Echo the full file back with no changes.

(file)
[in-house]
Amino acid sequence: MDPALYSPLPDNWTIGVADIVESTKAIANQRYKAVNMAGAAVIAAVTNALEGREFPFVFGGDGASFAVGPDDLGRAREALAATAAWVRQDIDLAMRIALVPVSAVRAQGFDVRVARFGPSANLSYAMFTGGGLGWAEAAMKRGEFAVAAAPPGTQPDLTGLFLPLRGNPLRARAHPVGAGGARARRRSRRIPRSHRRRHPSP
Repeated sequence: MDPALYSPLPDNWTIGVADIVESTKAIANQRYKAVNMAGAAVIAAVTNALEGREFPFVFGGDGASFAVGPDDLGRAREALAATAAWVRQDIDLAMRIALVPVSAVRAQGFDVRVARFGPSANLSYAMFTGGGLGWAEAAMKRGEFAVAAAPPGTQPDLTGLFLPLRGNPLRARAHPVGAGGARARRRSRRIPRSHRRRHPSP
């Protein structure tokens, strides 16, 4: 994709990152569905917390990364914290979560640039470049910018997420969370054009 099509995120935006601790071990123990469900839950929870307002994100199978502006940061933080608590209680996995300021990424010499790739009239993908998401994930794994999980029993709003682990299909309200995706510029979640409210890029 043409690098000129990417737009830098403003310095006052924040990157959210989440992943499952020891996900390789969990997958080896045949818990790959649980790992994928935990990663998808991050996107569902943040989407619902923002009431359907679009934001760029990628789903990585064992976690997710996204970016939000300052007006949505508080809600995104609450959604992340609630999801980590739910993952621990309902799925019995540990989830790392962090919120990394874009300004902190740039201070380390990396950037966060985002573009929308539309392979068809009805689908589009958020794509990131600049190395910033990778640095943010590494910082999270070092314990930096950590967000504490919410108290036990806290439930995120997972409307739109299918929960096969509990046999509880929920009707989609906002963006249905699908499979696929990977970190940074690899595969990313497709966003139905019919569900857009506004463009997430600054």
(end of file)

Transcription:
[in-house]
Amino acid sequence: MDPALYSPLPDNWTIGVADIVESTKAIANQRYKAVNMAGAAVIAAVTNALEGREFPFVFGGDGASFAVGPDDLGRAREALAATAAWVRQDIDLAMRIALVPVSAVRAQGFDVRVARFGPSANLSYAMFTGGGLGWAEAAMKRGEFAVAAAPPGTQPDLTGLFLPLRGNPLRARAHPVGAGGARARRRSRRIPRSHRRRHPSP
Repeated sequence: MDPALYSPLPDNWTIGVADIVESTKAIANQRYKAVNMAGAAVIAAVTNALEGREFPFVFGGDGASFAVGPDDLGRAREALAATAAWVRQDIDLAMRIALVPVSAVRAQGFDVRVARFGPSANLSYAMFTGGGLGWAEAAMKRGEFAVAAAPPGTQPDLTGLFLPLRGNPLRARAHPVGAGGARARRRSRRIPRSHRRRHPSP
């Protein structure tokens, strides 16, 4: 994709990152569905917390990364914290979560640039470049910018997420969370054009 099509995120935006601790071990123990469900839950929870307002994100199978502006940061933080608590209680996995300021990424010499790739009239993908998401994930794994999980029993709003682990299909309200995706510029979640409210890029 043409690098000129990417737009830098403003310095006052924040990157959210989440992943499952020891996900390789969990997958080896045949818990790959649980790992994928935990990663998808991050996107569902943040989407619902923002009431359907679009934001760029990628789903990585064992976690997710996204970016939000300052007006949505508080809600995104609450959604992340609630999801980590739910993952621990309902799925019995540990989830790392962090919120990394874009300004902190740039201070380390990396950037966060985002573009929308539309392979068809009805689908589009958020794509990131600049190395910033990778640095943010590494910082999270070092314990930096950590967000504490919410108290036990806290439930995120997972409307739109299918929960096969509990046999509880929920009707989609906002963006249905699908499979696929990977970190940074690899595969990313497709966003139905019919569900857009506004463009997430600054």